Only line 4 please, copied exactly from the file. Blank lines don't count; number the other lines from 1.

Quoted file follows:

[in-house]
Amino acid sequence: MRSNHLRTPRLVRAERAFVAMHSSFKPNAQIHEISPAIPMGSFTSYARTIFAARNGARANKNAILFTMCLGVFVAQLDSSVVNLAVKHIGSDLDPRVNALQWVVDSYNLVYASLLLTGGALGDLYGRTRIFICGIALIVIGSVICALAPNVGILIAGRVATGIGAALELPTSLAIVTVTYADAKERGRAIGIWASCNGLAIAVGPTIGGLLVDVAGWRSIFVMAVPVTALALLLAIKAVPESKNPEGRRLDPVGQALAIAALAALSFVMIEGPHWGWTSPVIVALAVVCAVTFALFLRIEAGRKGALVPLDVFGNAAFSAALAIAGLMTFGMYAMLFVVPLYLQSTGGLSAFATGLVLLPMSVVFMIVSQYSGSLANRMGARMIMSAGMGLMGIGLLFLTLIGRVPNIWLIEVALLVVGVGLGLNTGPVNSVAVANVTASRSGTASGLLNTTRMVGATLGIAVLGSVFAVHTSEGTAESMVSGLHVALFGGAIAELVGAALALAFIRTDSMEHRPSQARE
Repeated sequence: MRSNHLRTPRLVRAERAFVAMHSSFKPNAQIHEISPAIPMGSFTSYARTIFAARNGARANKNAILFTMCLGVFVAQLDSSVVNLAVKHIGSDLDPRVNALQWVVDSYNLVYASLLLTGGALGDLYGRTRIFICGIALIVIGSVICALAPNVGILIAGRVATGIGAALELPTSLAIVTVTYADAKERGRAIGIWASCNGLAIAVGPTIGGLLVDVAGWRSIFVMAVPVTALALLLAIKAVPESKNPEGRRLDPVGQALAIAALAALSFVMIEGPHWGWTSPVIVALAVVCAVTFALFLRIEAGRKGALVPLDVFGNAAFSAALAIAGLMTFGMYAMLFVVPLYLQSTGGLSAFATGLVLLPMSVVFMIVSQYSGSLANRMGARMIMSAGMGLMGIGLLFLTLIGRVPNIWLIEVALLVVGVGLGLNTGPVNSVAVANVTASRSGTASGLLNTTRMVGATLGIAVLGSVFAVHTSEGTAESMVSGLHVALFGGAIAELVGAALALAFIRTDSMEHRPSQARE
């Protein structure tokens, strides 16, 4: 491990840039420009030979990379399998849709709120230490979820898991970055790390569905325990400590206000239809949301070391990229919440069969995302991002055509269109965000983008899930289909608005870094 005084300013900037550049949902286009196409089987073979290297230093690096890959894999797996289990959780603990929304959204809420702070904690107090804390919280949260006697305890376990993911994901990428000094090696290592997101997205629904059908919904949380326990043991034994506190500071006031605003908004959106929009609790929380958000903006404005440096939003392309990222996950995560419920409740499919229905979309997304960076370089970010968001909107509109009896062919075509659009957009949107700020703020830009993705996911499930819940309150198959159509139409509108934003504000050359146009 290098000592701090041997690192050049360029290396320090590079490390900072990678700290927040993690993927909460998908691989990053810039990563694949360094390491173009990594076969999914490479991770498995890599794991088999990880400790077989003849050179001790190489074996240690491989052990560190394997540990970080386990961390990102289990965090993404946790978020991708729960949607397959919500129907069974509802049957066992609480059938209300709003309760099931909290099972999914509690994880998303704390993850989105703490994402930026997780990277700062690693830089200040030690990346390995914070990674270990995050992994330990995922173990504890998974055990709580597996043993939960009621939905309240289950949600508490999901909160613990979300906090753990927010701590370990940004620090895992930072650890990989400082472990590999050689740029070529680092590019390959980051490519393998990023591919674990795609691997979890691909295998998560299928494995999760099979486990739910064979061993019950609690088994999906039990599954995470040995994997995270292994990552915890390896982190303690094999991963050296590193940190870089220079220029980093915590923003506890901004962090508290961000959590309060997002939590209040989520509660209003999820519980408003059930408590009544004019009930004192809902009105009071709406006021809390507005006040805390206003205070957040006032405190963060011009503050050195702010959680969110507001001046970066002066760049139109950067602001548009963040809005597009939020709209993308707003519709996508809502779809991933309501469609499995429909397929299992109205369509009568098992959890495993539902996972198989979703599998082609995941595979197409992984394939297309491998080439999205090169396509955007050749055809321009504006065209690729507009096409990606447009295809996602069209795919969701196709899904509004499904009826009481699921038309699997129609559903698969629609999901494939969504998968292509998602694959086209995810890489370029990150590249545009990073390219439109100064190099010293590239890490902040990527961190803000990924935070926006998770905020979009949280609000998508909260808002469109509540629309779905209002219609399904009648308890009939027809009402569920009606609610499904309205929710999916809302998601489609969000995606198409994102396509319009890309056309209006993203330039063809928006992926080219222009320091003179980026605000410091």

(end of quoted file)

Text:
């Protein structure tokens, strides 16, 4: 491990840039420009030979990379399998849709709120230490979820898991970055790390569905325990400590206000239809949301070391990229919440069969995302991002055509269109965000983008899930289909608005870094 005084300013900037550049949902286009196409089987073979290297230093690096890959894999797996289990959780603990929304959204809420702070904690107090804390919280949260006697305890376990993911994901990428000094090696290592997101997205629904059908919904949380326990043991034994506190500071006031605003908004959106929009609790929380958000903006404005440096939003392309990222996950995560419920409740499919229905979309997304960076370089970010968001909107509109009896062919075509659009957009949107700020703020830009993705996911499930819940309150198959159509139409509108934003504000050359146009 290098000592701090041997690192050049360029290396320090590079490390900072990678700290927040993690993927909460998908691989990053810039990563694949360094390491173009990594076969999914490479991770498995890599794991088999990880400790077989003849050179001790190489074996240690491989052990560190394997540990970080386990961390990102289990965090993404946790978020991708729960949607397959919500129907069974509802049957066992609480059938209300709003309760099931909290099972999914509690994880998303704390993850989105703490994402930026997780990277700062690693830089200040030690990346390995914070990674270990995050992994330990995922173990504890998974055990709580597996043993939960009621939905309240289950949600508490999901909160613990979300906090753990927010701590370990940004620090895992930072650890990989400082472990590999050689740029070529680092590019390959980051490519393998990023591919674990795609691997979890691909295998998560299928494995999760099979486990739910064979061993019950609690088994999906039990599954995470040995994997995270292994990552915890390896982190303690094999991963050296590193940190870089220079220029980093915590923003506890901004962090508290961000959590309060997002939590209040989520509660209003999820519980408003059930408590009544004019009930004192809902009105009071709406006021809390507005006040805390206003205070957040006032405190963060011009503050050195702010959680969110507001001046970066002066760049139109950067602001548009963040809005597009939020709209993308707003519709996508809502779809991933309501469609499995429909397929299992109205369509009568098992959890495993539902996972198989979703599998082609995941595979197409992984394939297309491998080439999205090169396509955007050749055809321009504006065209690729507009096409990606447009295809996602069209795919969701196709899904509004499904009826009481699921038309699997129609559903698969629609999901494939969504998968292509998602694959086209995810890489370029990150590249545009990073390219439109100064190099010293590239890490902040990527961190803000990924935070926006998770905020979009949280609000998508909260808002469109509540629309779905209002219609399904009648308890009939027809009402569920009606609610499904309205929710999916809302998601489609969000995606198409994102396509319009890309056309209006993203330039063809928006992926080219222009320091003179980026605000410091």